The Influence Of The Media Politics Essay

William Pearson. Voters may not be much influenced by the mass media but politicians certainly are.’ Discuss. The influence of the media is ever-present in British politics. With the decline of consensus, and rise in valence politics post-1970’s, the influence of an overtly partisan press has become more marked, as has its both symbiotic and antagonistic relationship with political parties. The effect of the media on voters is typically examined using three key frameworks; reinforcement theory, agenda setting theory and direct effect theory.

In Britain, both voters and politicians are directly and indirectly influenced by the mass media. However, politicians have been the group most affected by the rise in media coverage, to such a great extent that politicians are no longer free to air their honest opinions. This has had a detrimental effect on political discourse in Britain, and thus upon democracy. Furthermore, the British media is largely owned by a select group of individuals-‘media barons’, which, when combined with the media’s tendency to resist regulation, renders it largely unaccountable.

Despite both voters and politicians being affected, the change in the behaviour of politicians and their parties, especially in candidate selection is the most notable difference in modern politics post-New Labour. I will first explain the theories of media influence and address their relevant to the modern British voter, and judge whether they are an accurate representation of media influence. Secondly, I will examine the effect of omnipresent media coverage upon politicians and political parties, and whether it has fundamentally and irrevocably changed politics. Thirdly I will evaluate the influence the new media environment has had upon the British political landscape. Finally, I will note the extent to which the media has the capacity to command political action, and evaluate whether this occurs.

In order to assess media influence upon UK voters, it is necessary to understand the academic analysis behind the evaluation of media influence upon voting behaviour. Reinforcement theory suggests that the media has no great effect upon voting preference, and the primary role of the media is to reinforce the pre-existing belief of the reader, and is in part derived from the observation of “Selective perception”-wherein individuals internally filter out messages or information that conflicts with their political alignment. Furthermore, the theory suggests that the media is not responsible for dictating the national agenda, rather it reacts and changes in line with the perceived mood of the nation. Supporters of this theory suggest that in order for a media outlet to be economically viable it must have a group of readers whose views align with the editorial line, and should this line shift, then the core readership would disperse as would revenue. Therefore it is unlikely that the political alignment of organisations will shift as it would theoretically damage their revenue and influence.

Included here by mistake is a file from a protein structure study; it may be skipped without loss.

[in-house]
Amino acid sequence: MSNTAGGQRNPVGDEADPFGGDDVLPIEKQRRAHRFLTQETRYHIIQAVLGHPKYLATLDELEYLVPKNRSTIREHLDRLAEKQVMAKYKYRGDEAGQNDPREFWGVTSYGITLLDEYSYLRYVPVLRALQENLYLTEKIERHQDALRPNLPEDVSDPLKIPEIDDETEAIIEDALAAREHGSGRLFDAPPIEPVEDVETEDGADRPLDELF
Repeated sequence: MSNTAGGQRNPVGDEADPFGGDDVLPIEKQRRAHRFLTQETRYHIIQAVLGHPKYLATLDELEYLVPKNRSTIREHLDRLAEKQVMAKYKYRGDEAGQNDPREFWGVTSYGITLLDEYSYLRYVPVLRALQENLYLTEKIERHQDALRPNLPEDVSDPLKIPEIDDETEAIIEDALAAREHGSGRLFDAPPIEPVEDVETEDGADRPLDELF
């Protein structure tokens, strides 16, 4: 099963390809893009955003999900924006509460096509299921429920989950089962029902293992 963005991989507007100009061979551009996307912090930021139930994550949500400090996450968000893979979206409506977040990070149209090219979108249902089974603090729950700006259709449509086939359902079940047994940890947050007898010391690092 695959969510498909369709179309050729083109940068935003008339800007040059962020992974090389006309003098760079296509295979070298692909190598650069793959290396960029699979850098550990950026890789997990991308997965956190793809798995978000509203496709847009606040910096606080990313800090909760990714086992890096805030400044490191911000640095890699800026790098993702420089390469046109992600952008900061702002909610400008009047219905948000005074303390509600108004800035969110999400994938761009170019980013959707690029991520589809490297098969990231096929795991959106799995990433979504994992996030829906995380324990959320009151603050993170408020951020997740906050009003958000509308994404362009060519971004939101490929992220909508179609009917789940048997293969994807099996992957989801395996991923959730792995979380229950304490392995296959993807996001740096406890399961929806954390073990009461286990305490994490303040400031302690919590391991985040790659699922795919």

The second theory is the agenda setting theory which is inclusive of the reinforcement theory, as it “accepts that the media cannot change the way that people think on particular issues” [1] . However it suggests that the news media is responsible for dictating the important issues of the day. For example, if the right wing press decided to focus their efforts upon presenting law and order as the prevailing issue of the day, the the Conservatives-a party traditionally considered strong in this area, would have the electoral advantage. This is a plausible theory as newspapers have discretion over what they publish, and the amount of coverage granted to each issue.

The third theory is that of direct effects, which is considered dated by modern academics. It posits that the media can have a direct, visible and calculable upon voting behaviour. It suggests that many voters can be “directed towards certain conclusions by means of selected reporting”. Furthermore, it proposes that the press are capable of utilising “value laden terminology” [2] to shape the debate, and distort issues to the advantage of their political allies. This assumption of almost total naivete upon the part of the voter is largely held to be untrue, as there is little data to support the view that “people switched parties as a result of reading a paper with a particular partisan bias” [3] . While this theory has broadly fallen out of fashion, there remain demonstrable moment in which intensive media coverage of an issue has provoked such a public response that it has prompted government action, most notably the Dangerous dogs act 1991, which was rushed through parliament in response to press coverage of the pre-existing issue. This ill-conceived legislation was hastily enacted in response to public pressure.